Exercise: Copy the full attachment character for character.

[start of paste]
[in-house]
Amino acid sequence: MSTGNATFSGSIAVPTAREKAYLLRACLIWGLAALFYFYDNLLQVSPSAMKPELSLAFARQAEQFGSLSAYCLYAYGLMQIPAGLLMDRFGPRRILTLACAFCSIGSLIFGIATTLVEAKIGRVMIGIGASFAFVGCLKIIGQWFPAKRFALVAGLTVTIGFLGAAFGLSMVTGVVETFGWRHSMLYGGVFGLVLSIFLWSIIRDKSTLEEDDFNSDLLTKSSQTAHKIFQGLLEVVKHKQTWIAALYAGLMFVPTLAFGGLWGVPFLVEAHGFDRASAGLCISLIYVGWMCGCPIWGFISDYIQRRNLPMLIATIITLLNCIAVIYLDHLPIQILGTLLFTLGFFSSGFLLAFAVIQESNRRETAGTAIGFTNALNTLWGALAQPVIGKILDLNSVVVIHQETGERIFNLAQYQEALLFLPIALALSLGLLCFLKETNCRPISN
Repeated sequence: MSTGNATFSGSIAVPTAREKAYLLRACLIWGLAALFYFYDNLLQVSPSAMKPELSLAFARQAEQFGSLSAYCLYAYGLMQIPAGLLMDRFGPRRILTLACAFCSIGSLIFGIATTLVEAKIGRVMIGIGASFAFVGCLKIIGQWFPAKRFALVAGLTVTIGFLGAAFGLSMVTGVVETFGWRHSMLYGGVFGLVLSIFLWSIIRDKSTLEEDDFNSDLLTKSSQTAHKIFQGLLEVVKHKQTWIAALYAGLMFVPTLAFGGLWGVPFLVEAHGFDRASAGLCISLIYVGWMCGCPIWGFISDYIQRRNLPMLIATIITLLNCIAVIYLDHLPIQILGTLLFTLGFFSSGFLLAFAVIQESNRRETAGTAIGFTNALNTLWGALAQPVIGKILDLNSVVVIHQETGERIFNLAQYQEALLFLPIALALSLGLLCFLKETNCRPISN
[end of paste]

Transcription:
[in-house]
Amino acid sequence: MSTGNATFSGSIAVPTAREKAYLLRACLIWGLAALFYFYDNLLQVSPSAMKPELSLAFARQAEQFGSLSAYCLYAYGLMQIPAGLLMDRFGPRRILTLACAFCSIGSLIFGIATTLVEAKIGRVMIGIGASFAFVGCLKIIGQWFPAKRFALVAGLTVTIGFLGAAFGLSMVTGVVETFGWRHSMLYGGVFGLVLSIFLWSIIRDKSTLEEDDFNSDLLTKSSQTAHKIFQGLLEVVKHKQTWIAALYAGLMFVPTLAFGGLWGVPFLVEAHGFDRASAGLCISLIYVGWMCGCPIWGFISDYIQRRNLPMLIATIITLLNCIAVIYLDHLPIQILGTLLFTLGFFSSGFLLAFAVIQESNRRETAGTAIGFTNALNTLWGALAQPVIGKILDLNSVVVIHQETGERIFNLAQYQEALLFLPIALALSLGLLCFLKETNCRPISN
Repeated sequence: MSTGNATFSGSIAVPTAREKAYLLRACLIWGLAALFYFYDNLLQVSPSAMKPELSLAFARQAEQFGSLSAYCLYAYGLMQIPAGLLMDRFGPRRILTLACAFCSIGSLIFGIATTLVEAKIGRVMIGIGASFAFVGCLKIIGQWFPAKRFALVAGLTVTIGFLGAAFGLSMVTGVVETFGWRHSMLYGGVFGLVLSIFLWSIIRDKSTLEEDDFNSDLLTKSSQTAHKIFQGLLEVVKHKQTWIAALYAGLMFVPTLAFGGLWGVPFLVEAHGFDRASAGLCISLIYVGWMCGCPIWGFISDYIQRRNLPMLIATIITLLNCIAVIYLDHLPIQILGTLLFTLGFFSSGFLLAFAVIQESNRRETAGTAIGFTNALNTLWGALAQPVIGKILDLNSVVVIHQETGERIFNLAQYQEALLFLPIALALSLGLLCFLKETNCRPISN